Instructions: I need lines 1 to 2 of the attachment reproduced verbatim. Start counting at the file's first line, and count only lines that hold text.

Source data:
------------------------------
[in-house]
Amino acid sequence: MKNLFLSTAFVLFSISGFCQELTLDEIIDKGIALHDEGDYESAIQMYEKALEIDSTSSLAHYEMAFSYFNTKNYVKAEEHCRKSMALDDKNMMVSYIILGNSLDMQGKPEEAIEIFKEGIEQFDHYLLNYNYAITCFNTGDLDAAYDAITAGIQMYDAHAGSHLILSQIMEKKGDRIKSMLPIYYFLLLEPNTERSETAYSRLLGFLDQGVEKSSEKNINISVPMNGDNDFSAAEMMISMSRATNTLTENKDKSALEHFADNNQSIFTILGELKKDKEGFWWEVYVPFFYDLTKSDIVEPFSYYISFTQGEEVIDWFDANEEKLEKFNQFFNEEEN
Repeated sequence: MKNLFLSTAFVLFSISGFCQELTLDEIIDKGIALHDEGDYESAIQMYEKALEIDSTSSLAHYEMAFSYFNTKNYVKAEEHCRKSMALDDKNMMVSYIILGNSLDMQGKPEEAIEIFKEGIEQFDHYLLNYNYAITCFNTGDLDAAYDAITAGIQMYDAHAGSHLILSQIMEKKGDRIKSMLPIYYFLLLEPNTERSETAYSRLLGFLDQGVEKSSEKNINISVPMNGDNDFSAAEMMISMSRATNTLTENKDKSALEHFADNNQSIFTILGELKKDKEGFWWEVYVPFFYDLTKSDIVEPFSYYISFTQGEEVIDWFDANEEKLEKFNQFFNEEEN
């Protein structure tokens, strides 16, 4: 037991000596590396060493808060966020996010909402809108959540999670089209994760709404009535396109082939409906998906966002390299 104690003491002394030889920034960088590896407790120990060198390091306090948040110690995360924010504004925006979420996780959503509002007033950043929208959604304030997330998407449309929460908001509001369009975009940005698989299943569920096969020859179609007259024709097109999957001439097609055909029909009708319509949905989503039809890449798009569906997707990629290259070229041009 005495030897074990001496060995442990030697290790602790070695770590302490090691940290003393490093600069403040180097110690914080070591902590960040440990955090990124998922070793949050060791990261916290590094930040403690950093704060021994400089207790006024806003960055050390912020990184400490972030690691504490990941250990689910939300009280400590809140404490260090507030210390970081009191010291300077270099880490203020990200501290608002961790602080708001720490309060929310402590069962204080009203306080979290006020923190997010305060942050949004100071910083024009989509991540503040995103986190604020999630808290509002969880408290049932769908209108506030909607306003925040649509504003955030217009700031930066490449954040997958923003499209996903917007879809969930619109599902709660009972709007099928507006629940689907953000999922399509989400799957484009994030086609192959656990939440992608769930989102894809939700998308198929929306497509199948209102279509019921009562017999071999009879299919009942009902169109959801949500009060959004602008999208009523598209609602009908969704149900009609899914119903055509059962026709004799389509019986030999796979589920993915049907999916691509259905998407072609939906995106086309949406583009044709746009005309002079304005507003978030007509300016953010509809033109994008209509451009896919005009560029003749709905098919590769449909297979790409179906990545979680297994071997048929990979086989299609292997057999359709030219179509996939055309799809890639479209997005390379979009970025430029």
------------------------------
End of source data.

[in-house]
Amino acid sequence: MKNLFLSTAFVLFSISGFCQELTLDEIIDKGIALHDEGDYESAIQMYEKALEIDSTSSLAHYEMAFSYFNTKNYVKAEEHCRKSMALDDKNMMVSYIILGNSLDMQGKPEEAIEIFKEGIEQFDHYLLNYNYAITCFNTGDLDAAYDAITAGIQMYDAHAGSHLILSQIMEKKGDRIKSMLPIYYFLLLEPNTERSETAYSRLLGFLDQGVEKSSEKNINISVPMNGDNDFSAAEMMISMSRATNTLTENKDKSALEHFADNNQSIFTILGELKKDKEGFWWEVYVPFFYDLTKSDIVEPFSYYISFTQGEEVIDWFDANEEKLEKFNQFFNEEEN